When I imagined the world of 2020 back in 2008, I pictured flying cars, virtual classrooms, portable libraries, and AI toasters. As I grew up, I realized that some of these fantasies were absurd. My brother told me that flying cars already existed, and they are called airplanes. When I complained that those two things were not the same, I had to listen to a half-hour lecture about how the aerodynamics of a car is designed so it does the opposite of what an airplane does — it sinks rather than flies. While some aspects of my imagination never came true, others did.
In 2020, all classes are taught online, although not by choice. Almost all students of the first world have their own portable library — they are called PCs. Having access to so much information and being able to learn anything from anywhere is a tremendous privilege. As an avid user of online learning resources such as Crash Course, Khan Academy, and edX, I am grateful for this technology. But, as I now spend the majority of my waking hours on my computer, I feel a certain sense of emptiness and disconnection from reality. I find myself unable to focus, shifting from one webpage to another, scrolling without absorbing much information. With more time to myself, I thought I would be able to be more productive, but I often catch myself trying to fill the void with social media and YouTube videos. And then when a deadline swings by, I regret the wasted hours. The age of information is all about efficiency, but I feel like I am lagging behind.
I may be particularly old-fashioned. I have a hard time studying on PDF versions of my textbooks, and so resort to buying hard copies. I have a Kindle but I barely use it except when I am traveling — crisply turning pages is an essential part of the reading experience. I have an archaic iPhone SE, and I am that friend who responds to a message half a day later. My sentiments against technology are similar to those of older generations’; an example being my mom, who almost had a midlife crisis while trying to figure out how to use Zoom. There is an increasing number of people in my generation who wish to distance themselves from the rapidly improving communication technology and reminisce on the “good old days”. 90s fashion is trending once again with high waisted jeans and scrunchies. Many films are made lo-fi on purpose for artistic effects. Samsung released a flip phone, and rumor has it that Apple will go back to the square edge design of the iconic iPhone 4. I cannot help but wonder if this retro trend is a consequence of our desire to go back to simpler times.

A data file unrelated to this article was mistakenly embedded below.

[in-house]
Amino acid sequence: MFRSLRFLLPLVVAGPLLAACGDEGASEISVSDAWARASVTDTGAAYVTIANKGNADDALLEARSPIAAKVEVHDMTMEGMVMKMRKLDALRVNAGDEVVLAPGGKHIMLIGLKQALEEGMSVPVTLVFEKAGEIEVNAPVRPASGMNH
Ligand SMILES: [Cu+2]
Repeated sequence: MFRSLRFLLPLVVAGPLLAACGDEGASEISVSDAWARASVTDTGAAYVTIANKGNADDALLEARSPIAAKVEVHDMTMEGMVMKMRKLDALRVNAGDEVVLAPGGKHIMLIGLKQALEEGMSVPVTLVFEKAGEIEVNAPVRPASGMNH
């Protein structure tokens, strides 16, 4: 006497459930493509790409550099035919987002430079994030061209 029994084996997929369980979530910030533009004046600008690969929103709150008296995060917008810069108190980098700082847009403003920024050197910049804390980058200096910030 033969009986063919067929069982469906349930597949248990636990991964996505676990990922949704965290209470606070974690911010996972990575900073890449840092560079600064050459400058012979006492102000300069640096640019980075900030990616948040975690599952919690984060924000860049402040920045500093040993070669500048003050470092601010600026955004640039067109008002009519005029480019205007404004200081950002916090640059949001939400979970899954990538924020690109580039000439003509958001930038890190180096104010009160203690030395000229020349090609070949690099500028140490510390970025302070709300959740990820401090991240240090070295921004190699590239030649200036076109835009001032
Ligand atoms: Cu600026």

It is saddening to see children on their phones and tablets instead of playing tag outside, or teens sitting with their friends all attached to their screens instead of having conversations. But this growing resistance to technology may not just be about nostalgia. It is also about the digital divide — a gap in terms of access to and use of information and communication technology. For those of us digitally enabled, our lives can go on during quarantine, albeit with some glitches. But for those who lack access or knowledge to utilize technology, it means exclusion from the digital world as a whole. Although telecommunication companies such as Korea Telecom are stepping up to provide free and fast internet for students, there still are many who are harmed by the digital divide in the current crisis. Some see COVID-19 as an opportunity for digital solutions, education technology, and e-commerce. However, as Shamika Sirimanne, UNCTAD’s technology and logistics director, suggests, without addressing those who are left behind by technology, we will see a widening gap between “the under-connected” and the “hyper-digitalized”, exacerbating existing inequalities.
What will the world look like when we finally come out of this crisis? Will it be more or less reliant on technology? Perhaps we may see an even further divide between those who are more used to technology that have fared better during the crisis, and those who could not adjust to them fall further behind. It seems that the retro subculture will persist as people who feel alienated by the technocentric modern world reminisce on “the good days.”